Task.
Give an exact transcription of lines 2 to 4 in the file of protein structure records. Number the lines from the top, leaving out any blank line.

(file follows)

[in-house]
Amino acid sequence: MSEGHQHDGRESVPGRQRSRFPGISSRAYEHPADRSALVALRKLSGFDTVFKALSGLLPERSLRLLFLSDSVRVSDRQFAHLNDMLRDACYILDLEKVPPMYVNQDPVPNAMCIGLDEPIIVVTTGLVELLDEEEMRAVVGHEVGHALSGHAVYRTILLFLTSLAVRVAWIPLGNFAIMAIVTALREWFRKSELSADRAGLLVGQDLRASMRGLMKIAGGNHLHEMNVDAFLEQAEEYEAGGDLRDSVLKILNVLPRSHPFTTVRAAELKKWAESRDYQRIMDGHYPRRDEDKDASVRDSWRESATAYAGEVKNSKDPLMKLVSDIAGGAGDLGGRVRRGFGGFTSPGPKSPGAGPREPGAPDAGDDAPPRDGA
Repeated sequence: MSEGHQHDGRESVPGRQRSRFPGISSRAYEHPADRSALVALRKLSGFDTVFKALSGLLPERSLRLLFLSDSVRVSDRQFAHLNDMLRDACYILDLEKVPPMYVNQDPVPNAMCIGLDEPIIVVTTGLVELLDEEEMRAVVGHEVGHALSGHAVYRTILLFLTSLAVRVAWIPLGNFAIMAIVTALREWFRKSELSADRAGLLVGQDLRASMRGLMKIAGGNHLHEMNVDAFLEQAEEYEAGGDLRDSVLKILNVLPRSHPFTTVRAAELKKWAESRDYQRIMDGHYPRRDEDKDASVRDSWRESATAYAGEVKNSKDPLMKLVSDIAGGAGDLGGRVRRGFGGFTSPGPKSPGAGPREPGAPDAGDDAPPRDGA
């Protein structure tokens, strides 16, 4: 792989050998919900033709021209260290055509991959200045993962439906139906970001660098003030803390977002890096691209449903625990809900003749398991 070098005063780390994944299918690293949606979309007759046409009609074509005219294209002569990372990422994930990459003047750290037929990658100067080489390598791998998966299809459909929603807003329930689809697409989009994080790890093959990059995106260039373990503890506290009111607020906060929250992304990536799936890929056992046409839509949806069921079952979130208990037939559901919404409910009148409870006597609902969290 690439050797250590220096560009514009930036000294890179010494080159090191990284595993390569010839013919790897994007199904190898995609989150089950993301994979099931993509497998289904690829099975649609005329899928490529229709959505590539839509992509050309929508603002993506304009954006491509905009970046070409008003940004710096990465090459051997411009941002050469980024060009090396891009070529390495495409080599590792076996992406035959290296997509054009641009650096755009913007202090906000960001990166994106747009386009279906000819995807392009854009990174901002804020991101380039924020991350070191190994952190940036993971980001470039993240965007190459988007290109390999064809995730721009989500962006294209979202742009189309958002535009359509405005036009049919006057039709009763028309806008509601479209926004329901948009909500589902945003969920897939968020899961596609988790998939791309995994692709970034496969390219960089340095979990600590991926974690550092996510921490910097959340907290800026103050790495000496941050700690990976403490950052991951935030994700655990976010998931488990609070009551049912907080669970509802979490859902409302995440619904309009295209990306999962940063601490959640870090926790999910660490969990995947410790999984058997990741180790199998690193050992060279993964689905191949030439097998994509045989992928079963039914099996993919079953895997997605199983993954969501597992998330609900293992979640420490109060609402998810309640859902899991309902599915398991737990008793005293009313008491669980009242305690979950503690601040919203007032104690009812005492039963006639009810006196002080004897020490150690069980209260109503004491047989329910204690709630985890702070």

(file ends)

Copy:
Amino acid sequence: MSEGHQHDGRESVPGRQRSRFPGISSRAYEHPADRSALVALRKLSGFDTVFKALSGLLPERSLRLLFLSDSVRVSDRQFAHLNDMLRDACYILDLEKVPPMYVNQDPVPNAMCIGLDEPIIVVTTGLVELLDEEEMRAVVGHEVGHALSGHAVYRTILLFLTSLAVRVAWIPLGNFAIMAIVTALREWFRKSELSADRAGLLVGQDLRASMRGLMKIAGGNHLHEMNVDAFLEQAEEYEAGGDLRDSVLKILNVLPRSHPFTTVRAAELKKWAESRDYQRIMDGHYPRRDEDKDASVRDSWRESATAYAGEVKNSKDPLMKLVSDIAGGAGDLGGRVRRGFGGFTSPGPKSPGAGPREPGAPDAGDDAPPRDGA
Repeated sequence: MSEGHQHDGRESVPGRQRSRFPGISSRAYEHPADRSALVALRKLSGFDTVFKALSGLLPERSLRLLFLSDSVRVSDRQFAHLNDMLRDACYILDLEKVPPMYVNQDPVPNAMCIGLDEPIIVVTTGLVELLDEEEMRAVVGHEVGHALSGHAVYRTILLFLTSLAVRVAWIPLGNFAIMAIVTALREWFRKSELSADRAGLLVGQDLRASMRGLMKIAGGNHLHEMNVDAFLEQAEEYEAGGDLRDSVLKILNVLPRSHPFTTVRAAELKKWAESRDYQRIMDGHYPRRDEDKDASVRDSWRESATAYAGEVKNSKDPLMKLVSDIAGGAGDLGGRVRRGFGGFTSPGPKSPGAGPREPGAPDAGDDAPPRDGA
């Protein structure tokens, strides 16, 4: 792989050998919900033709021209260290055509991959200045993962439906139906970001660098003030803390977002890096691209449903625990809900003749398991 070098005063780390994944299918690293949606979309007759046409009609074509005219294209002569990372990422994930990459003047750290037929990658100067080489390598791998998966299809459909929603807003329930689809697409989009994080790890093959990059995106260039373990503890506290009111607020906060929250992304990536799936890929056992046409839509949806069921079952979130208990037939559901919404409910009148409870006597609902969290 690439050797250590220096560009514009930036000294890179010494080159090191990284595993390569010839013919790897994007199904190898995609989150089950993301994979099931993509497998289904690829099975649609005329899928490529229709959505590539839509992509050309929508603002993506304009954006491509905009970046070409008003940004710096990465090459051997411009941002050469980024060009090396891009070529390495495409080599590792076996992406035959290296997509054009641009650096755009913007202090906000960001990166994106747009386009279906000819995807392009854009990174901002804020991101380039924020991350070191190994952190940036993971980001470039993240965007190459988007290109390999064809995730721009989500962006294209979202742009189309958002535009359509405005036009049919006057039709009763028309806008509601479209926004329901948009909500589902945003969920897939968020899961596609988790998939791309995994692709970034496969390219960089340095979990600590991926974690550092996510921490910097959340907290800026103050790495000496941050700690990976403490950052991951935030994700655990976010998931488990609070009551049912907080669970509802979490859902409302995440619904309009295209990306999962940063601490959640870090926790999910660490969990995947410790999984058997990741180790199998690193050992060279993964689905191949030439097998994509045989992928079963039914099996993919079953895997997605199983993954969501597992998330609900293992979640420490109060609402998810309640859902899991309902599915398991737990008793005293009313008491669980009242305690979950503690601040919203007032104690009812005492039963006639009810006196002080004897020490150690069980209260109503004491047989329910204690709630985890702070």